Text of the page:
Because Because note what’s happening here is usually if you’re working with the bank, you’re basically saying, Look, I’m going to put a receivable and payable on the books at this point in time based on what we think the future value will be. And so typically, there’s no deposit at that point in time. Because at the end, because there’s no money exchanging hands really, right, it’s just a speculative thing to the bank at the end of the at the end of the time period, then then they’ll settle it at the end of the time period, and so no need so need to complete with either the underlying future delivery or net cash settlement, right. So I think into the time period, typically in that type of scenario you would then you would then settle it at the end of the time period. And that means you would either receive the foreign currency from the bank or be paying foreign currency and receive either the dollars or be paying the dollars at the end of the time period. Okay, so the basic rule of fair value for accounting for the foreign exchange contracts, changes in the fair value will be recognized in the accounts. So typically, you know, if you have the receivable for example, in foreign currency, the changes in the fair value will typically be recognized on the balance sheet because what’s going to happen is you’re going to value it at the point in time that you put it on the books, and then it could change in the future because the foreign currency rates will change in relation to the dollar. And you’re going to change the receivable value typically, in relation to the to the new rates or the closest rates you have. However, the specific accounting for change depends on the purpose of the hedge. So there will be differences depending on why we’re using the four contracts. Are we using it purely for speculative reasons? Are we using it as a hedge? And then what type of hedge are we using it for the accounting will change a bit on that.



So we’ll have scenarios to take a look at those differences. The general rule is to use the forward exchange rate to value the forward contract. So this is the one component is fairly consistent through all the scenarios is when you have the forward contract if you go to the bank and say hey, I want a forward contract, I want it to last 180 days and I want to have a receivable in foreign currency and I want to have the payable in dollars right and that’s you got a receivable and payable 180 days from now I want you to give me foreign currency and I’ll pay you dollars. Well, what kind of what kind of rate should should you have should you use for the foreign currency? The question is normally we use the spot rate, but that would be for today’s dollars, right? That would be us thinking today and we this is out in the future. So typically, the banks what the bank is going to do is speculate as to what they think the rate It will be 180 days from now at the point in time that you that this thing is going to end. Nobody knows what that is. It’s just the best guess it’s a market guess that the bank has that the bank is going to provide there. And so you’ll use this the speculative rate or the foreign exchange rate, which is speculating what the rate exchange rate will be 180 days from now, which will differ from the spot rate what you can currently change the dollars for. And so that’s that’s going to be one of the differences that we’ll have in this we’re not going to be using the spot rate we’re using, we’re using the speculative weight or the forward exchange rate for the forward exchange contracts because we’re speculating to the termination of the contract at the point in time that will actually pay or receive in the foreign currency.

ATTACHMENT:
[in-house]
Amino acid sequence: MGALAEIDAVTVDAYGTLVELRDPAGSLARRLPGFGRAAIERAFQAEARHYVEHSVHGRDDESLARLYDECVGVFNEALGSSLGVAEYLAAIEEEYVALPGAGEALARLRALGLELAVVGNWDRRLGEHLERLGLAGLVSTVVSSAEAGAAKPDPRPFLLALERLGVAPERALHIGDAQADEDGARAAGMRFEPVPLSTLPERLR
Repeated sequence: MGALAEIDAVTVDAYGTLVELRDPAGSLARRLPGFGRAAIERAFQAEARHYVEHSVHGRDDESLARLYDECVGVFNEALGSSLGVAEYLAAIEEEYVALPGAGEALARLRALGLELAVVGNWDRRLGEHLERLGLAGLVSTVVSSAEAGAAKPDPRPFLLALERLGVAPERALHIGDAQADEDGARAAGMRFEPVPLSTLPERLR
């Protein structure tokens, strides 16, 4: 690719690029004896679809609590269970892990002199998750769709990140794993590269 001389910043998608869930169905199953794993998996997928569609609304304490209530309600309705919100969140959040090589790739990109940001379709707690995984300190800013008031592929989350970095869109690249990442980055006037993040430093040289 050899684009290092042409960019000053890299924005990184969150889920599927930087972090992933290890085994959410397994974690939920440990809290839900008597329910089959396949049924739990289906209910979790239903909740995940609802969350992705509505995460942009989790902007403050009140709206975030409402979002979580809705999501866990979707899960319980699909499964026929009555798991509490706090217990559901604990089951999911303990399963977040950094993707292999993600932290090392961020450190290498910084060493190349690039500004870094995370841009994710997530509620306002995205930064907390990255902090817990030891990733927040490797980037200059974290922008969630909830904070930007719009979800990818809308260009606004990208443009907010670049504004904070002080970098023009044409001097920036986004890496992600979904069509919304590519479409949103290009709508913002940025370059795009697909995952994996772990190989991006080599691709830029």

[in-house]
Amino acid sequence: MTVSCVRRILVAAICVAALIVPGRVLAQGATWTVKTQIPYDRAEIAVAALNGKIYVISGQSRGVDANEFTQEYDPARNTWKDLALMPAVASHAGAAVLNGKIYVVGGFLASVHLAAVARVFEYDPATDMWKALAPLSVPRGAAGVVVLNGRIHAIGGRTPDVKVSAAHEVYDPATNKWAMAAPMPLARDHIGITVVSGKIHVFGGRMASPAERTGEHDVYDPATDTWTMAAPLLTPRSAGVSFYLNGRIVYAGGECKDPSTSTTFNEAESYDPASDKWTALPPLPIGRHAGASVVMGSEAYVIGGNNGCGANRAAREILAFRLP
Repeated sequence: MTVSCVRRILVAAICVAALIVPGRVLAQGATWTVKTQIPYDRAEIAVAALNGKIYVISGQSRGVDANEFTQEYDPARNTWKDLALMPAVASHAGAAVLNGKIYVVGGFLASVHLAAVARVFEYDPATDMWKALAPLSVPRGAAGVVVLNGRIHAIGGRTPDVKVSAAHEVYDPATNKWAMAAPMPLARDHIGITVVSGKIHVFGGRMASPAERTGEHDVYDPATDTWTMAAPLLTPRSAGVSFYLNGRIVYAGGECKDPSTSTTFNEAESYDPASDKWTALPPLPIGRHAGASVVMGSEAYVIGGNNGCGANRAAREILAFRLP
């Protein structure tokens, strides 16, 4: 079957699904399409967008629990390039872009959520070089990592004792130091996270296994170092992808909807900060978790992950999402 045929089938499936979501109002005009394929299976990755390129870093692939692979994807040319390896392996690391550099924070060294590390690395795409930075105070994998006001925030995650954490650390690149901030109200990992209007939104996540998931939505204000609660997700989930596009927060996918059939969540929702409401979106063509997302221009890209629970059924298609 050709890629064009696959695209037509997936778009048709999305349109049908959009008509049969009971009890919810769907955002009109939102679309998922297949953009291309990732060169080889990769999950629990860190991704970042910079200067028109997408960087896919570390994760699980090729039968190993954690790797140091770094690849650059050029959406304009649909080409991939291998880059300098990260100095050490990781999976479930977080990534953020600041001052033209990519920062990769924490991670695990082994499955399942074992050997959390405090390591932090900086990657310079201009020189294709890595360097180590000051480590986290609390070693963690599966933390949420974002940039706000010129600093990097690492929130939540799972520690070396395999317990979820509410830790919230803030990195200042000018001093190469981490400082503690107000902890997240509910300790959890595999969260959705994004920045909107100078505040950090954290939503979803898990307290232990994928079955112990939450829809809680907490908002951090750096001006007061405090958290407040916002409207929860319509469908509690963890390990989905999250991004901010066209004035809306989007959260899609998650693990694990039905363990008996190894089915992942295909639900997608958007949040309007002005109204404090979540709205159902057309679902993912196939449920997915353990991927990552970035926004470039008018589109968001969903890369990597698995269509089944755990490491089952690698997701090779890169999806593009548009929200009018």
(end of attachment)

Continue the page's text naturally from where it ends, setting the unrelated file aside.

Leave a Reply

Your email address will not be published. Required fields are marked *